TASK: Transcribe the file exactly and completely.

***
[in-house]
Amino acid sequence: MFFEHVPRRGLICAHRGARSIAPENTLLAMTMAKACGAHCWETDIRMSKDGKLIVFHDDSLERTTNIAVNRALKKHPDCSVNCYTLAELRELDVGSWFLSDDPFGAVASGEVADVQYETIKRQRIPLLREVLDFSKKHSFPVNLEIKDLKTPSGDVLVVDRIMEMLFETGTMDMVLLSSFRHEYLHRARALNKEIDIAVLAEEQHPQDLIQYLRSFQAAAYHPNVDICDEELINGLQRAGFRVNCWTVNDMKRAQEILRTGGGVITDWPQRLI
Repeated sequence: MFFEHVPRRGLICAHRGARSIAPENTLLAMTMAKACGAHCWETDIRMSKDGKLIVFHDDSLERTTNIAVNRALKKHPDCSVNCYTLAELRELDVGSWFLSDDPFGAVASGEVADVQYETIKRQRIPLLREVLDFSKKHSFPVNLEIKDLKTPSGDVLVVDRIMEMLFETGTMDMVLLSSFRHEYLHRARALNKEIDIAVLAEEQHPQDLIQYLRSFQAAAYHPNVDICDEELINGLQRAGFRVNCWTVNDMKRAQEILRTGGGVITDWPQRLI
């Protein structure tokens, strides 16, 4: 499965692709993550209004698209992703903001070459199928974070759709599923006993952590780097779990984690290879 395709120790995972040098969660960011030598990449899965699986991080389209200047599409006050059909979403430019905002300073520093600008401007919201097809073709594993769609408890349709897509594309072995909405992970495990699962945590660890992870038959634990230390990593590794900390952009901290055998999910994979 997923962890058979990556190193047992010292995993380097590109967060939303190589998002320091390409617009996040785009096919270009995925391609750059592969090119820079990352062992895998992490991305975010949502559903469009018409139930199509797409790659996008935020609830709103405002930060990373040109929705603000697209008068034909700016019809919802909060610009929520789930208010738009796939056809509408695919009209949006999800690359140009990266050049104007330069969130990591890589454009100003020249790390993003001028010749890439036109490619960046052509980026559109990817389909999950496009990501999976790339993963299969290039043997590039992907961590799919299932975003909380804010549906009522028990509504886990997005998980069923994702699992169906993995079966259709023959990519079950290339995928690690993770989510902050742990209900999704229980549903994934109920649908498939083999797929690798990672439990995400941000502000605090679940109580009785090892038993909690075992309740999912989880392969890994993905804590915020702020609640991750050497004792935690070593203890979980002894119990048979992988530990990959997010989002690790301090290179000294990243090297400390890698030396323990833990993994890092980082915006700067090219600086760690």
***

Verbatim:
[in-house]
Amino acid sequence: MFFEHVPRRGLICAHRGARSIAPENTLLAMTMAKACGAHCWETDIRMSKDGKLIVFHDDSLERTTNIAVNRALKKHPDCSVNCYTLAELRELDVGSWFLSDDPFGAVASGEVADVQYETIKRQRIPLLREVLDFSKKHSFPVNLEIKDLKTPSGDVLVVDRIMEMLFETGTMDMVLLSSFRHEYLHRARALNKEIDIAVLAEEQHPQDLIQYLRSFQAAAYHPNVDICDEELINGLQRAGFRVNCWTVNDMKRAQEILRTGGGVITDWPQRLI
Repeated sequence: MFFEHVPRRGLICAHRGARSIAPENTLLAMTMAKACGAHCWETDIRMSKDGKLIVFHDDSLERTTNIAVNRALKKHPDCSVNCYTLAELRELDVGSWFLSDDPFGAVASGEVADVQYETIKRQRIPLLREVLDFSKKHSFPVNLEIKDLKTPSGDVLVVDRIMEMLFETGTMDMVLLSSFRHEYLHRARALNKEIDIAVLAEEQHPQDLIQYLRSFQAAAYHPNVDICDEELINGLQRAGFRVNCWTVNDMKRAQEILRTGGGVITDWPQRLI
């Protein structure tokens, strides 16, 4: 499965692709993550209004698209992703903001070459199928974070759709599923006993952590780097779990984690290879 395709120790995972040098969660960011030598990449899965699986991080389209200047599409006050059909979403430019905002300073520093600008401007919201097809073709594993769609408890349709897509594309072995909405992970495990699962945590660890992870038959634990230390990593590794900390952009901290055998999910994979 997923962890058979990556190193047992010292995993380097590109967060939303190589998002320091390409617009996040785009096919270009995925391609750059592969090119820079990352062992895998992490991305975010949502559903469009018409139930199509797409790659996008935020609830709103405002930060990373040109929705603000697209008068034909700016019809919802909060610009929520789930208010738009796939056809509408695919009209949006999800690359140009990266050049104007330069969130990591890589454009100003020249790390993003001028010749890439036109490619960046052509980026559109990817389909999950496009990501999976790339993963299969290039043997590039992907961590799919299932975003909380804010549906009522028990509504886990997005998980069923994702699992169906993995079966259709023959990519079950290339995928690690993770989510902050742990209900999704229980549903994934109920649908498939083999797929690798990672439990995400941000502000605090679940109580009785090892038993909690075992309740999912989880392969890994993905804590915020702020609640991750050497004792935690070593203890979980002894119990048979992988530990990959997010989002690790301090290179000294990243090297400390890698030396323990833990993994890092980082915006700067090219600086760690």